Just 35% of Asian companies state they have not experienced a data breach in the past year, according to a recent report by the forecasting and advisory services provider Economist Intelligence Unit (EIU).
Sponsored by internet content delivery network Akamai Technologies, EIU carried out a survey of more than 200 senior executives across Asia. Of those, 47% said collaboration among companies in order to disclose breaches can help minimise the damage they cause.
Yet many companies remain reluctant to disclose customer information breaches with the media or with their competitors.
Of all the executives surveyed, 40% said compromised data systems at their organisations caused serious economic loss, with financial services firms suffering the most. But being hit because of data security failures doesn't make corporate executives mistrustful of their organisations' IT departments, the report indicates. On the contrary - a whopping 85% of companies in Asia consider their own IT security systems reliable.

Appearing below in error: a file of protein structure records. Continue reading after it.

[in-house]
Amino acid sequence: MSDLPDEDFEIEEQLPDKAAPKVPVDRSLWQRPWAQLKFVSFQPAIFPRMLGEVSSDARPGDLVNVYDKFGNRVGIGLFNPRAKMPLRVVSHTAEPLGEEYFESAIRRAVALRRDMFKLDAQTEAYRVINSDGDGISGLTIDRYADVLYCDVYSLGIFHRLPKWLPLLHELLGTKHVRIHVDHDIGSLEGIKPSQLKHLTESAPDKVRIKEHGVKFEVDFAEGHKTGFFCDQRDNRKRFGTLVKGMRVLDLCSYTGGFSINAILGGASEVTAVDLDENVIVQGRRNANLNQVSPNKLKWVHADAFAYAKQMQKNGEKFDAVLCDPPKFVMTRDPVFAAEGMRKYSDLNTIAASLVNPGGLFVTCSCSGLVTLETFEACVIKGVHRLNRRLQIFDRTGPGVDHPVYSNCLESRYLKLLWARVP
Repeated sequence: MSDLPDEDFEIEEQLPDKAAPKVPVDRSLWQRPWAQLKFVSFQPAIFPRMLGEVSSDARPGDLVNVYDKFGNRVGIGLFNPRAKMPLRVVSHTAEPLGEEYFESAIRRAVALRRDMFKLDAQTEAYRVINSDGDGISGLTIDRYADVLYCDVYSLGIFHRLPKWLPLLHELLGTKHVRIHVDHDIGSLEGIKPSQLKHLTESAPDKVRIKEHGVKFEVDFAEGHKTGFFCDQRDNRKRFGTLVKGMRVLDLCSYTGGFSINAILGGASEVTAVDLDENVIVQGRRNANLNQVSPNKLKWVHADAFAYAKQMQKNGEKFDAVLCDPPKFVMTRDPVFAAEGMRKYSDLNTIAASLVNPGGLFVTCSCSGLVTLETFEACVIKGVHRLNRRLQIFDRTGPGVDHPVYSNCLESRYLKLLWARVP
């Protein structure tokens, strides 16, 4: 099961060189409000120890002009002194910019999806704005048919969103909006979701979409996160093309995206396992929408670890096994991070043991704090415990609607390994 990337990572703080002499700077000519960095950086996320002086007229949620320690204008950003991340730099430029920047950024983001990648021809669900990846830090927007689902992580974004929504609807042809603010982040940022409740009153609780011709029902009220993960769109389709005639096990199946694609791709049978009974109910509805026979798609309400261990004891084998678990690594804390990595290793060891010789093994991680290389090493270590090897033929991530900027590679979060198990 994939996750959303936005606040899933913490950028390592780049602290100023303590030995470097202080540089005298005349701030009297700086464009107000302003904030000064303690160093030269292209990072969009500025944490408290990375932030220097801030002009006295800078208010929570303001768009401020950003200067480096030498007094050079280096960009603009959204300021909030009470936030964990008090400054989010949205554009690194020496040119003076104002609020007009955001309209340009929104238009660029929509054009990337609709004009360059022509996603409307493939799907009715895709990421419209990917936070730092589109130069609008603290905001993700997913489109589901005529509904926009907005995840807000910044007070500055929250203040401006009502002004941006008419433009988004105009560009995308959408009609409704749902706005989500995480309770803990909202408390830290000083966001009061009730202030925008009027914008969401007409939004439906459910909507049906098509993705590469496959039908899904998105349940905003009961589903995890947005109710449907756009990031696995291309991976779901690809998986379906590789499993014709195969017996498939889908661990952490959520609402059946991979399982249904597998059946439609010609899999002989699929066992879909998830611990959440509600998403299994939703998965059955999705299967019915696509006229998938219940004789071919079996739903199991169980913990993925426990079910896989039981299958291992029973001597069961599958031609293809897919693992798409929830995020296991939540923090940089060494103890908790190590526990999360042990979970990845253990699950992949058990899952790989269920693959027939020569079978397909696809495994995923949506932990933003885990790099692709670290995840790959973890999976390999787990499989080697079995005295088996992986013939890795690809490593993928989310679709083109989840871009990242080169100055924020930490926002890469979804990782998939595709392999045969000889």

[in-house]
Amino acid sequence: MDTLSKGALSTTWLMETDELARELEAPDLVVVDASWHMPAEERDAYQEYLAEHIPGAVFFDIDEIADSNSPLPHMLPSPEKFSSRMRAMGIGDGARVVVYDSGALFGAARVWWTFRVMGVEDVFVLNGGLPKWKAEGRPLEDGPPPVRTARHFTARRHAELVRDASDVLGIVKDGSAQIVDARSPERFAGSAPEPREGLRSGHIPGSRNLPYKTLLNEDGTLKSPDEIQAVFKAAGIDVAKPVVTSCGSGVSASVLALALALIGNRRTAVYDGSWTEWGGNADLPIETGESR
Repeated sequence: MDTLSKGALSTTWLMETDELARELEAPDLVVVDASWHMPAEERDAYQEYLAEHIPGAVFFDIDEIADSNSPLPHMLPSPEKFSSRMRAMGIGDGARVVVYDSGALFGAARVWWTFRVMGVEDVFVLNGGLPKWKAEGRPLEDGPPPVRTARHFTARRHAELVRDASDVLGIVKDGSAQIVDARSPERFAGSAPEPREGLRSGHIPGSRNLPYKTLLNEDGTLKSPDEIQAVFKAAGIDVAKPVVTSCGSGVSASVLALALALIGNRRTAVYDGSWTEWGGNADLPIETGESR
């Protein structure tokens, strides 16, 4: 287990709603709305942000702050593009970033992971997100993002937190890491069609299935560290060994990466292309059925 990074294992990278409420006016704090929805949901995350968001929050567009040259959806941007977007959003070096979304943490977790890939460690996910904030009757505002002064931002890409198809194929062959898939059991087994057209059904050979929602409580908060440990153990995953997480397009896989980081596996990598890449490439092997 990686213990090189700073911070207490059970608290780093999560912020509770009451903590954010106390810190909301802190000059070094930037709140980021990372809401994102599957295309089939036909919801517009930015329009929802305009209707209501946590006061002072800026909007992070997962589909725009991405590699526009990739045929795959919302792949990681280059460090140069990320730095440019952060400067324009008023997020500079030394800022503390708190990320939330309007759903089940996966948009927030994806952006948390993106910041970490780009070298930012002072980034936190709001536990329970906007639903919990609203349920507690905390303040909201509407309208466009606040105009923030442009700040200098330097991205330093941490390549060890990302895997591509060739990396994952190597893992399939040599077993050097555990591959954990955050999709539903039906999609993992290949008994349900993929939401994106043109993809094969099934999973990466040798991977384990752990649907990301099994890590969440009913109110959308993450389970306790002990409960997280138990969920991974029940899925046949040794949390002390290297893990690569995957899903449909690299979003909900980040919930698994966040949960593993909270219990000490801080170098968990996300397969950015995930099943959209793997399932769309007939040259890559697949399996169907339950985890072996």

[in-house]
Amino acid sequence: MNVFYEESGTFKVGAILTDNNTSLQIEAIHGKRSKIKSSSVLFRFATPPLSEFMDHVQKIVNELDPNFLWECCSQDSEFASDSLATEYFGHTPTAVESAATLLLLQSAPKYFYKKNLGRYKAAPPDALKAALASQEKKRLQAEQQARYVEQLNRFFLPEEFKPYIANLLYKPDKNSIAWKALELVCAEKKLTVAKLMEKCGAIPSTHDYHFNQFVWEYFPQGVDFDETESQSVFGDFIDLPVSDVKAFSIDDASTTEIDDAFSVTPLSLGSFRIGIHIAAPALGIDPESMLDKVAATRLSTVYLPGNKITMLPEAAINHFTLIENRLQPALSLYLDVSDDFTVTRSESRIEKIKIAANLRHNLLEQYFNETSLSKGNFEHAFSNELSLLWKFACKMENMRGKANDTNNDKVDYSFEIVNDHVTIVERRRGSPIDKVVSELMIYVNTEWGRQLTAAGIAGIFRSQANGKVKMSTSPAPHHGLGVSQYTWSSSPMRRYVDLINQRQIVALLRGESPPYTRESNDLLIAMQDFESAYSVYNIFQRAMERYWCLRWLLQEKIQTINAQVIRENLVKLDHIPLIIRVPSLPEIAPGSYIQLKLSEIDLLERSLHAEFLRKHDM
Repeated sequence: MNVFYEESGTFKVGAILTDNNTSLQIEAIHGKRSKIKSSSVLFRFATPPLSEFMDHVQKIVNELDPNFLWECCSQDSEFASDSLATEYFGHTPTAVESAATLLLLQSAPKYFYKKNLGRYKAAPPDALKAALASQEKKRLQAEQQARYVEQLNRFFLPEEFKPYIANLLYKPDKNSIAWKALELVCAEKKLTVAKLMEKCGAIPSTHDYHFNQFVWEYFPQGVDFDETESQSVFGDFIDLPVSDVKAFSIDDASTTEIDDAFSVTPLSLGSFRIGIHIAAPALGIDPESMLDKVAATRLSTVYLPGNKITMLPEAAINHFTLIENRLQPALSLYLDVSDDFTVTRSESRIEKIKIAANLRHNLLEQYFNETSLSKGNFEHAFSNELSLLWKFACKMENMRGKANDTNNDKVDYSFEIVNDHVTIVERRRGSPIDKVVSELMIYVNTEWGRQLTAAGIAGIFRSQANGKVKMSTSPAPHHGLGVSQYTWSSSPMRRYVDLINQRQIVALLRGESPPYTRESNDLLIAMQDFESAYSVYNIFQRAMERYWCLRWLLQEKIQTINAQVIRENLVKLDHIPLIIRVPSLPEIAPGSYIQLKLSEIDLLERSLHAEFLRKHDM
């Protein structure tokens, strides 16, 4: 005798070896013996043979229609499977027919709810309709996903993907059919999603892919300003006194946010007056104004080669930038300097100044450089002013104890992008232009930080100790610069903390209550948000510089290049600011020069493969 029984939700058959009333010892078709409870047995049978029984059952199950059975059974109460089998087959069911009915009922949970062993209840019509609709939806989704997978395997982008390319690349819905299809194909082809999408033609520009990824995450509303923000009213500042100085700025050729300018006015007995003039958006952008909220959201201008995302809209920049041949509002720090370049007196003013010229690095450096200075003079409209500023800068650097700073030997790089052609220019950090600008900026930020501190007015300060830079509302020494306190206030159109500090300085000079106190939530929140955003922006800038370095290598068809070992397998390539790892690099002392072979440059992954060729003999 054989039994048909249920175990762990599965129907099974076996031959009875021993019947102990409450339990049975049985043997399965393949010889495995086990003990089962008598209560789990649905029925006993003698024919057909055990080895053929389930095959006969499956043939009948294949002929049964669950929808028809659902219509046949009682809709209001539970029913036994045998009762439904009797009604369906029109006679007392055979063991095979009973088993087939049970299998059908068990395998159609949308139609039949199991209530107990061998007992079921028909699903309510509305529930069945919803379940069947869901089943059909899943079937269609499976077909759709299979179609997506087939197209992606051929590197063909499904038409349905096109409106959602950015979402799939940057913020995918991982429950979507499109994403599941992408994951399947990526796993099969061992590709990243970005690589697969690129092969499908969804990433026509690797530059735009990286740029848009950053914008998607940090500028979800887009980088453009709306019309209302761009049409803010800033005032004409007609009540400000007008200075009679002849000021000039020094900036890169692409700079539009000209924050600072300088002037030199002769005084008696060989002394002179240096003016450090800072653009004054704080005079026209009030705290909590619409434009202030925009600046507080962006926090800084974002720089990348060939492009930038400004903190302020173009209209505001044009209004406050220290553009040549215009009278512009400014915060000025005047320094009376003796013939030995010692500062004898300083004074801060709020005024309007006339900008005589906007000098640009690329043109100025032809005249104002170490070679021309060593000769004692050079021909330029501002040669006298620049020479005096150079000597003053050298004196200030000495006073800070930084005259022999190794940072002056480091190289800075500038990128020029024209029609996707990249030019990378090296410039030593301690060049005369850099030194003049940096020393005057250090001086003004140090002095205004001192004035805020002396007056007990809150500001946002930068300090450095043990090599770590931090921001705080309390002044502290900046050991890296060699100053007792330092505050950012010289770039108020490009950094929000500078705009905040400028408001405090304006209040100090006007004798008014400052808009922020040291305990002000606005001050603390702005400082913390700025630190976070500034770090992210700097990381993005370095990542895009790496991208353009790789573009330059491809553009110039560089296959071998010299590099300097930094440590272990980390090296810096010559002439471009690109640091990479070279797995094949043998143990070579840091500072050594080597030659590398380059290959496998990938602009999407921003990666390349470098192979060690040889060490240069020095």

The editor of EIU's report, Charles Ross, told Telecom Asia that data security is a pressing issue for Asia's corporate executives. He warns that, as of yet, datasets in Asia's private sector aren't very secure.
Ross urges companies to consider collaborating with competitors for the sake of making data more secure. Disclosing data breaches does lay bare their weaknesses, but it also allows everyone to learn from them. So companies need to be brave and make the first moves together towards finding an effective solution to the security problem.